As his furniture business took root, he got into Fords in a big way – including Transits. His favourites, though, were the XR3s. “I liked them in bright red, and ended with an RS1600i, which was highly sought after.”

In 1986, upon David’s 25th birthday, the 1st Earl gave him the DB5, valued at a heady £30,000 at the time. “By then it had already spent a few years at the motoring museum at Beaulieu, and my father advised me it might be a good idea to leave it there. It needed careful maintenance and it wasn’t getting any more reliable. But I was 25, and living in London. The car didn’t stay in the museum!”

It is his biggest motoring regret that he sold the car in 1999, with no way to know that values were about to go through the roof. Snowdon has managed to buy back his dad’s 1966 Triumph Tiger 100 motorcycle, and after his mother’s death in 2002 brought her Series III Land Rover back from Mustique, which he now uses at his home in the Cotswolds. Other ancient machinery includes a Citroën 2CV which came with a chateau in Provence (Snowdon claims the car was the main reason he bought the house) and a 1973 Fiat 500 used for nipping between his Chelsea flat and his office at auctioneers Christies, where he’s honorary chairman.

Mostly, he drives a brace of Audis – an S3 hot-hatch and an A6 Allroad “which is pretty much the perfect car. It’s an off-roader when you want it to be, and not when you don’t. I had an Audi Convertible in the early 90s and I’ve been into them ever since. I’ve had several very beautiful RS6s.”

But Astons remain closest to his heart. “I had a Rapide which I bought at a charity auction for the tsunami in Japan. It looked like a bullet and I used it a lot on shooting trips and so forth. I love driving to the south of France, to the north of Scotland and to my uncle’s in Wales, where my father was brought up. I avoid the motorway, I like to take the wiggly-woggly roads. My favourite car to drive is my V12 Vantage. Father always insisted an Aston should be manual and convertible, as this is.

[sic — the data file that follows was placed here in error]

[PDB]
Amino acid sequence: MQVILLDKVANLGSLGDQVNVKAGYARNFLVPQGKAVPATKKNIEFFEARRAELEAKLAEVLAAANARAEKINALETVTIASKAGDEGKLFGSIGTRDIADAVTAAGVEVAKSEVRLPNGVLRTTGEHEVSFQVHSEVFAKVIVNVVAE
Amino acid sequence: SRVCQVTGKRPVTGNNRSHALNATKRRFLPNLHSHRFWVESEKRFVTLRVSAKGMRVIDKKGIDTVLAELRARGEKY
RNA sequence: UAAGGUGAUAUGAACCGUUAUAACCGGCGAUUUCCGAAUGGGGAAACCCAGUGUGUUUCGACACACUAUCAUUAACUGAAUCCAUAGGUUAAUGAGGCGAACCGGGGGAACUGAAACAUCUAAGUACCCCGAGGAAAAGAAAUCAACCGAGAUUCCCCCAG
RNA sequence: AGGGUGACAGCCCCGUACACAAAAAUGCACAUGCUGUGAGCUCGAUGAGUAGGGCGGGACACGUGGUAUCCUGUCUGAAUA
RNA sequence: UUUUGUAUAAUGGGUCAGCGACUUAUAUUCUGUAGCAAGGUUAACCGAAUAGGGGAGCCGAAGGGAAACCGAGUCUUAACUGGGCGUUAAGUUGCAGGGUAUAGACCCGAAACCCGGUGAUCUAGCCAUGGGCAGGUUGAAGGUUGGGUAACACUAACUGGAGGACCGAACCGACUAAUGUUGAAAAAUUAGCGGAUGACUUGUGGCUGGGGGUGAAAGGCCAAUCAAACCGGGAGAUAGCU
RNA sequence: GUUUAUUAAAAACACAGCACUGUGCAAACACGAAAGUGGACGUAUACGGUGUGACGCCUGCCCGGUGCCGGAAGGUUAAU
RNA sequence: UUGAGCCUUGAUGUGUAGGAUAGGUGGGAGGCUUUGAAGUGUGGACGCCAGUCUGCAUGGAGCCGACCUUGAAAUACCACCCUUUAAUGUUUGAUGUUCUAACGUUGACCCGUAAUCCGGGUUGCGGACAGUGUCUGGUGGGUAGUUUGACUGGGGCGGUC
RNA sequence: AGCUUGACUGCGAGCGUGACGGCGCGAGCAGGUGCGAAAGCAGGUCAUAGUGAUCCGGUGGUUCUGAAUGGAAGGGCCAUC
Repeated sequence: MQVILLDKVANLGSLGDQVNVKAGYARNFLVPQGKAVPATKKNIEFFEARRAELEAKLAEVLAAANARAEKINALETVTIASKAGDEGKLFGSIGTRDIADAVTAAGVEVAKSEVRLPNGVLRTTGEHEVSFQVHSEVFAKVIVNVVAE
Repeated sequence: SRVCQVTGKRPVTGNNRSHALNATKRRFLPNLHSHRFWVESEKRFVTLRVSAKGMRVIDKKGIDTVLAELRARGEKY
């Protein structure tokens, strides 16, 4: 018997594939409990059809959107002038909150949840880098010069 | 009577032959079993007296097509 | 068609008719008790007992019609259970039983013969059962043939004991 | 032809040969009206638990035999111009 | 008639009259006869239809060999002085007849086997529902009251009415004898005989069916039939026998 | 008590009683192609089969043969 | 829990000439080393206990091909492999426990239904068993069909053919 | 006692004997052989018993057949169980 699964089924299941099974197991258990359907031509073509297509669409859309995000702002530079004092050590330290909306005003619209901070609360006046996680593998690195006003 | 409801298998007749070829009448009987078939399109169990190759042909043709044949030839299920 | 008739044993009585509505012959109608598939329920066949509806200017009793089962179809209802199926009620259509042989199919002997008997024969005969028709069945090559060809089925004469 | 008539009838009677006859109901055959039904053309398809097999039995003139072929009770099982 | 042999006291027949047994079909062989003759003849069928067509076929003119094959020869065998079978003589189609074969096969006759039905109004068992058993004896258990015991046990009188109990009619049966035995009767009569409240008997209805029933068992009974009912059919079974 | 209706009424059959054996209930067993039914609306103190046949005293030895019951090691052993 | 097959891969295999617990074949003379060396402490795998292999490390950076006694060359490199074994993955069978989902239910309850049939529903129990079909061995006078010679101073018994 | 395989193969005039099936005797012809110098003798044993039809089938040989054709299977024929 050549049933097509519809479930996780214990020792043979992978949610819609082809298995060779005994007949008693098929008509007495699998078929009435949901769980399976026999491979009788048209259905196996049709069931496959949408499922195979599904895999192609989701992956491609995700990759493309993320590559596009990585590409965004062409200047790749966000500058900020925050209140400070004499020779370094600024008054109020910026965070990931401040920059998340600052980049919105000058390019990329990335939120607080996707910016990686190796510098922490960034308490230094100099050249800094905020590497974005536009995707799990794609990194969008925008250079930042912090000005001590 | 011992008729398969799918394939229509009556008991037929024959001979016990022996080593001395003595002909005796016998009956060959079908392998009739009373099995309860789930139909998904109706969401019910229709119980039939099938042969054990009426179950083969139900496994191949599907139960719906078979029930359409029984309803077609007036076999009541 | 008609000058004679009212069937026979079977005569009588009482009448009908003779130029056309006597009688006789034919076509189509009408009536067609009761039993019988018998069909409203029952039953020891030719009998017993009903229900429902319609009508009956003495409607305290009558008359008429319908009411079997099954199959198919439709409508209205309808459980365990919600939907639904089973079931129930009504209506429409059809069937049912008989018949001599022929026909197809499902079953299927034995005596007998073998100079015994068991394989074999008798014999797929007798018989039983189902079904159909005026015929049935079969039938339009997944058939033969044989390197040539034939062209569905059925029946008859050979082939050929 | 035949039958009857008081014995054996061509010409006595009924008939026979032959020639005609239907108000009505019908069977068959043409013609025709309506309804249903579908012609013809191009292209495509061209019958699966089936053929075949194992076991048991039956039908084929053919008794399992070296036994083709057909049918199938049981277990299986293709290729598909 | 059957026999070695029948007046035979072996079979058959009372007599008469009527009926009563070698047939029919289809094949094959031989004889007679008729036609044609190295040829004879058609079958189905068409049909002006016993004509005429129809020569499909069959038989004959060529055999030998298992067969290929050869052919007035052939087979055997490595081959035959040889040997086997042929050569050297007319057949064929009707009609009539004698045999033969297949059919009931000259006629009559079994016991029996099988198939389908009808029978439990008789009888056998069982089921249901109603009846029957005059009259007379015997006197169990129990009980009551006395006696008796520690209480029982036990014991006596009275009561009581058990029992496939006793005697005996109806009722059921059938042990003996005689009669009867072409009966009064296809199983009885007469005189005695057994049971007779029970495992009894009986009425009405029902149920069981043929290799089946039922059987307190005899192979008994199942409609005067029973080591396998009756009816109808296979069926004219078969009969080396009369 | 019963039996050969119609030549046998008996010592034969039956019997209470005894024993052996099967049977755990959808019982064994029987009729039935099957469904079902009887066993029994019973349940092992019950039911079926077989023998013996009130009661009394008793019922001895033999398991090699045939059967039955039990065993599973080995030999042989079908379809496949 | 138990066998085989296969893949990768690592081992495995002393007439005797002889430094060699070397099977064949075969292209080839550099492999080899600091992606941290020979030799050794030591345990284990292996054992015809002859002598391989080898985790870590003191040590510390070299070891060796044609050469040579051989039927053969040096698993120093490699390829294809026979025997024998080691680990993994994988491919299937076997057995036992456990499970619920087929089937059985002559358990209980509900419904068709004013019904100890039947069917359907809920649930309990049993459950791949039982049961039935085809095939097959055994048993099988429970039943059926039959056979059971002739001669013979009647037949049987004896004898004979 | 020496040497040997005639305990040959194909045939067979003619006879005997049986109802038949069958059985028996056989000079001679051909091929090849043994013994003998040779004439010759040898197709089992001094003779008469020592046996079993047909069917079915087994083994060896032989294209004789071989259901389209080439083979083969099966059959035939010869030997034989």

Unsurprisingly, Linley have worked on client’s vehicle interiors and have collaborated with car companies including Land Rover and Aston. Snowdon himself was brought in to consult on the Lagonda Vision Concept, an all-electric autonomous super-limo for the future. He considers this his dream car. “I love driving, but this is a car you want to relax in the back of. Aston are building cars in Wales, so I had them include wool in the interior. There are Loro Piana rugs and deep pile carpets. I think it might very well be the most comfortable and refined car in the world.”

Lord Snowdon: My Life in Cars

1978 – Austin Mini

1981 – MG B (1966)

1983 – Ford Escort RS1600i

1986 – Aston Martin DB5 Convertible (1964)

1992 – Audi Cabriolet

2000 – Citroen 2CV (1981)

2002 – Land Rover Series III (1978)

2010 – Fiat 500 (1973)

2011 – Aston Martin Rapide

2012 – Aston Martin V12 Vantage Roadster

2019 – Audi S3

2019 – Audi A6 Allroad

My dream car: 2019 Lagonda Vision Concept